On February 2nd 2011 I was invited by Gojko Adzic to a seminar on Winning Big with Specification by Example. It was a half day seminar that took place in London. This is what I took away from the course.
Gojko used regular group reflections probably motivated by the Accelerated Learning method, which Sharon Bowman covers in her book Training from the back of the room. This made the learning outcome and exchange among participants very worthwhile for me, since I got some insights on problems that other companies faced. In my reflection group there was a lady which stated she was a business expert (I don’t recall whether she was a Product Owner or part of the Product Management team unfortunately), and was eager to learn more about this stuff.
In order to warm-up we exchanged our thoughts on Specification by Example, and what we already did at the companies we work for. I shared some of the stories and lessons I learned since I started for it-agile GmbH in September, and the different teams I worked with in order to get them started with Agile Acceptance Testing and Specification by Example. From the others in my group I gained the insights that they were stuck with some of the stuff, tried already some things out, and didn’t seem to succeed with it.
Gojko’s first slide deck covered the key benefits of Specification by Example. He interviewed more than 50 teams for his upcoming book Specification by Example, and stated some citations from them. From the interview material, he had extracted four key benefits: higher product quality, improved collaboration between testers and programmers (which he calls better tester/developer alignment), implementing changes more efficiently, and less rework. He cited from his interviews that the teams were able to build the right product right from the start. Since the customer perceived a higher quality by using Specification by Example, the teams were convinced of the method. When you get the software right the first time, you end up with less rework, of course. Since Specification by Example relies on a shared understanding of the thing to be built, the teams worked closer together. Finally, when the teams found out how to make changes to the system, and which other areas might be affected by these changes, they set themselves up for more efficient changes to the software.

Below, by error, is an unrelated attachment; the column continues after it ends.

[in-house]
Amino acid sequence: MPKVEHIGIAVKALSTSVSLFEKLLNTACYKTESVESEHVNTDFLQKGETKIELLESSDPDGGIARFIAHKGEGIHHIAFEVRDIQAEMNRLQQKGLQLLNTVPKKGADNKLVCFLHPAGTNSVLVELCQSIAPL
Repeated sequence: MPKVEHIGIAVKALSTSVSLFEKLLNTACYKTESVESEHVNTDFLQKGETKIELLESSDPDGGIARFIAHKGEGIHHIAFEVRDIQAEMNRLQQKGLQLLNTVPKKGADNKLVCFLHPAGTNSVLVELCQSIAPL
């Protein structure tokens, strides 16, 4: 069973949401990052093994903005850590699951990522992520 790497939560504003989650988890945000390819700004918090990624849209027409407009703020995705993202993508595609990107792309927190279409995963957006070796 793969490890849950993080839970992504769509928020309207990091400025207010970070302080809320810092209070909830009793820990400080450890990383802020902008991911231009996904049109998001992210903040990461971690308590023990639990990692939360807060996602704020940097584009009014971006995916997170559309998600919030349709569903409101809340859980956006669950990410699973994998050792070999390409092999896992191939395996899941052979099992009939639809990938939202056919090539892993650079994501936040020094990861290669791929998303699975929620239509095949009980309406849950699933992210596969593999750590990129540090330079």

After the next discussion round, Gojko introduced us to the key steps in the process. The next two days after the seminar, I attended a course on Visual Facilitation, and worked together with two colleagues – Nico Botzet and Sebastian Sanitz – to incorporate the flow on a chart. Though the texts are German, you should be able to follow along.